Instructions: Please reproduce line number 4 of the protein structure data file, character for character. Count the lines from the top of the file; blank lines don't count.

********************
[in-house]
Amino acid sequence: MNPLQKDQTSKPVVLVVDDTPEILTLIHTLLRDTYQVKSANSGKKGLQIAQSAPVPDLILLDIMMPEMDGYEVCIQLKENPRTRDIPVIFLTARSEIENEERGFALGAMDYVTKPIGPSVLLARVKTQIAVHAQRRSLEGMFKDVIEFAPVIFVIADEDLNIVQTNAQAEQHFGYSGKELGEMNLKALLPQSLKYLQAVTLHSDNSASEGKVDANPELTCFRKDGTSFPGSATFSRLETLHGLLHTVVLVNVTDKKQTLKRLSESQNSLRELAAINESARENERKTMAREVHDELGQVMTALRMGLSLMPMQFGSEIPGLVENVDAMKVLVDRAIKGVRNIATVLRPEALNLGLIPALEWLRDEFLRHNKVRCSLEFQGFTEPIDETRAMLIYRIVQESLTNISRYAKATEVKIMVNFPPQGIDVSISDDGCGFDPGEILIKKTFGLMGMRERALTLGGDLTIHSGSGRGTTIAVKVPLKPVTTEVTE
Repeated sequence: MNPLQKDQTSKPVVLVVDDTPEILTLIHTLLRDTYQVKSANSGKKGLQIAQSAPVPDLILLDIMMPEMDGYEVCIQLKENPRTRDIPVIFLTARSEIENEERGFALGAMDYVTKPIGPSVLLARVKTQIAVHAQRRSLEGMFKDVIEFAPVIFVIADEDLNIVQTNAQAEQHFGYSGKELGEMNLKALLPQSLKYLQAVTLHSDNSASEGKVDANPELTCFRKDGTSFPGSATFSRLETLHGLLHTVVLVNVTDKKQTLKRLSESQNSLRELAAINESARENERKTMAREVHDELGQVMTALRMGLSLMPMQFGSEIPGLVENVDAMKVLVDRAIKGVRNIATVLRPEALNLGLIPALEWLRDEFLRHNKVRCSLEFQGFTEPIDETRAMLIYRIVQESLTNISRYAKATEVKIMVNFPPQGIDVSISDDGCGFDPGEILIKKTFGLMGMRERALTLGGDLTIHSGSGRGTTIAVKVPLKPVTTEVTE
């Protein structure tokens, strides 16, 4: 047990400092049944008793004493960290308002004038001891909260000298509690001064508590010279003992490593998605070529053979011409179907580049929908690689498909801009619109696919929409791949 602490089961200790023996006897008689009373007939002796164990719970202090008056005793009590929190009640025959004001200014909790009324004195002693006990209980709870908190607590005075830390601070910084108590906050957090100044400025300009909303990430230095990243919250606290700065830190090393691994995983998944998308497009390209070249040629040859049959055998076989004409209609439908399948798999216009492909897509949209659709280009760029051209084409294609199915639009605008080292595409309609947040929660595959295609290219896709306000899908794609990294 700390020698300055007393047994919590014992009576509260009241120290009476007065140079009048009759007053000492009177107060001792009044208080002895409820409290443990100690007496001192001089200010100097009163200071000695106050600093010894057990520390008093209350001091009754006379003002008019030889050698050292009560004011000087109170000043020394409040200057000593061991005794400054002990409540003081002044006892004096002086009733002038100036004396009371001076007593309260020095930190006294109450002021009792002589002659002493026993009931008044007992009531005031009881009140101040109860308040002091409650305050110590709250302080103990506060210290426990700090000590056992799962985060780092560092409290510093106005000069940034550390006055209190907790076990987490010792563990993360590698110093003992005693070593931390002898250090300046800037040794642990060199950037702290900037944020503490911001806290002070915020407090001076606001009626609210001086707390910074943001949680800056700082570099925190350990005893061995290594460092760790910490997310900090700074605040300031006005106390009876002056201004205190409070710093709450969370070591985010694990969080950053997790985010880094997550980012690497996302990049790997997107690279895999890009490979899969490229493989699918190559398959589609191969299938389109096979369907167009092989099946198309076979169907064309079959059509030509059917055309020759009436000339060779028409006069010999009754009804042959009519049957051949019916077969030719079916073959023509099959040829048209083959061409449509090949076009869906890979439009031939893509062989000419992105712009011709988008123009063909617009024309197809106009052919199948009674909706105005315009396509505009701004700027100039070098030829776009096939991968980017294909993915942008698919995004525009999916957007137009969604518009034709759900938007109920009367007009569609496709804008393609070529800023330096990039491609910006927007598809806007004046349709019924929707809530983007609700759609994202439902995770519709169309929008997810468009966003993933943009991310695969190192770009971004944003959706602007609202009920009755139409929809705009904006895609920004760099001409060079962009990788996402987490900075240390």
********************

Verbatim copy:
């Protein structure tokens, strides 16, 4: 047990400092049944008793004493960290308002004038001891909260000298509690001064508590010279003992490593998605070529053979011409179907580049929908690689498909801009619109696919929409791949 602490089961200790023996006897008689009373007939002796164990719970202090008056005793009590929190009640025959004001200014909790009324004195002693006990209980709870908190607590005075830390601070910084108590906050957090100044400025300009909303990430230095990243919250606290700065830190090393691994995983998944998308497009390209070249040629040859049959055998076989004409209609439908399948798999216009492909897509949209659709280009760029051209084409294609199915639009605008080292595409309609947040929660595959295609290219896709306000899908794609990294 700390020698300055007393047994919590014992009576509260009241120290009476007065140079009048009759007053000492009177107060001792009044208080002895409820409290443990100690007496001192001089200010100097009163200071000695106050600093010894057990520390008093209350001091009754006379003002008019030889050698050292009560004011000087109170000043020394409040200057000593061991005794400054002990409540003081002044006892004096002086009733002038100036004396009371001076007593309260020095930190006294109450002021009792002589002659002493026993009931008044007992009531005031009881009140101040109860308040002091409650305050110590709250302080103990506060210290426990700090000590056992799962985060780092560092409290510093106005000069940034550390006055209190907790076990987490010792563990993360590698110093003992005693070593931390002898250090300046800037040794642990060199950037702290900037944020503490911001806290002070915020407090001076606001009626609210001086707390910074943001949680800056700082570099925190350990005893061995290594460092760790910490997310900090700074605040300031006005106390009876002056201004205190409070710093709450969370070591985010694990969080950053997790985010880094997550980012690497996302990049790997997107690279895999890009490979899969490229493989699918190559398959589609191969299938389109096979369907167009092989099946198309076979169907064309079959059509030509059917055309020759009436000339060779028409006069010999009754009804042959009519049957051949019916077969030719079916073959023509099959040829048209083959061409449509090949076009869906890979439009031939893509062989000419992105712009011709988008123009063909617009024309197809106009052919199948009674909706105005315009396509505009701004700027100039070098030829776009096939991968980017294909993915942008698919995004525009999916957007137009969604518009034709759900938007109920009367007009569609496709804008393609070529800023330096990039491609910006927007598809806007004046349709019924929707809530983007609700759609994202439902995770519709169309929008997810468009966003993933943009991310695969190192770009971004944003959706602007609202009920009755139409929809705009904006895609920004760099001409060079962009990788996402987490900075240390």